A self-proclaimed night owl, Alphonso Harris can be found working the night shift starting at 4:45 pm until clean up is finished, around 1 a.m.
“I’m a night person,” said Harris. “I’m more awake at night than in the morning.”
Harris, Richardson Room night shift Deli Lead, began working at Kalamazoo College’s Richardson Room when a position became available in 2013 with Sodexo, and now works with Creative Dining. His favorite part about working in the Richardson Room is serving and growing relationships with students.
“They make me laugh most of the time, or I make them laugh but anyway there’s laughter,” said Harris.
Kalamazoo born and bred, Harris has always found himself drawn towards the area.
“I left a few times, I was in the Detroit area a couple of years,” said Harris, but his family always draws him back to the area.
Outside of work Harris is interested in watching action films, listening to the BBC show on NPR, and is an avid reader of the Index.
“I guess I want to know what’s going on,” said Harris. “I like the activism and the people that are activists I like to encourage them, I think that’s important.”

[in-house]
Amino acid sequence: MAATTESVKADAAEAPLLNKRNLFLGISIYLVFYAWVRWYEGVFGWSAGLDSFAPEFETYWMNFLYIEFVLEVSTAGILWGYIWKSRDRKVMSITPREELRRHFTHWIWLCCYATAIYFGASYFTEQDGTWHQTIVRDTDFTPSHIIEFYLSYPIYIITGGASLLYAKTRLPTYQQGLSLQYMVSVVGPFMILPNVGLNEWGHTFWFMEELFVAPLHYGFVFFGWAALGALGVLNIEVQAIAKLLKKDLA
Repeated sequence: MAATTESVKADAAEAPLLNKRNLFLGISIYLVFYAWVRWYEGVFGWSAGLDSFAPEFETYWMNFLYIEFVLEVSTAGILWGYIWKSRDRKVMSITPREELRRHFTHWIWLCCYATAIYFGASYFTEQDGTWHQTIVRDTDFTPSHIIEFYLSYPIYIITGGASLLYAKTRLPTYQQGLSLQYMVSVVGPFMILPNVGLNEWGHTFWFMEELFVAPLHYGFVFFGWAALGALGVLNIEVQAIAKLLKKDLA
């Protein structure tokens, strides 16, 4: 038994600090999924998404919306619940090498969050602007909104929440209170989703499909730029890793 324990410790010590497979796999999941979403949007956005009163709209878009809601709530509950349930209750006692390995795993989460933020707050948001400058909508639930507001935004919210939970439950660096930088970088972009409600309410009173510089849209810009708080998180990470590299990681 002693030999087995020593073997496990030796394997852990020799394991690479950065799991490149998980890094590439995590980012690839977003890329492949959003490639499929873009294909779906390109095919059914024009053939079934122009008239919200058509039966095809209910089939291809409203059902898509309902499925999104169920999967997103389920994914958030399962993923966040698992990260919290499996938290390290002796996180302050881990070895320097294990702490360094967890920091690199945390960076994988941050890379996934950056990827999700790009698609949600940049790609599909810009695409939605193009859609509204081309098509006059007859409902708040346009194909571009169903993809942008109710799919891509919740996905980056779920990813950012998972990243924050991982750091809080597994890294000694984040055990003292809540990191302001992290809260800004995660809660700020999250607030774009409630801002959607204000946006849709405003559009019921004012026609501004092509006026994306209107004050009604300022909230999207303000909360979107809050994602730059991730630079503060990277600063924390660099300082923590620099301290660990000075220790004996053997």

He is himself involved in activism in his community. He is a part of an anti-racism group and supports the organization by donating money and participating in walkathons.
Harris also volunteers at ‘Ministry with Community’ to work with low income and homeless persons in the Kalamazoo area. Although Harris has never been homeless, he said he is able to relate to those in need because he has experienced similar circumstances.
“I’ve never been homeless,” said Harris. “But I’m not working here for shoes, I’m working for rent.”
Harris’s passion for activism comes from his desire to make an active change.
“I just felt like I had to have my hand in it because everybody complains about stuff but not many are making that change,” said Harris.
Harris also urges the Kalamazoo College student body to follow his example and become involved with as much activism as possible.
“I want to encourage activism here and really to do it now; when you get a ‘real job’ you won’t be able to do it as much, you gotta walk that line.”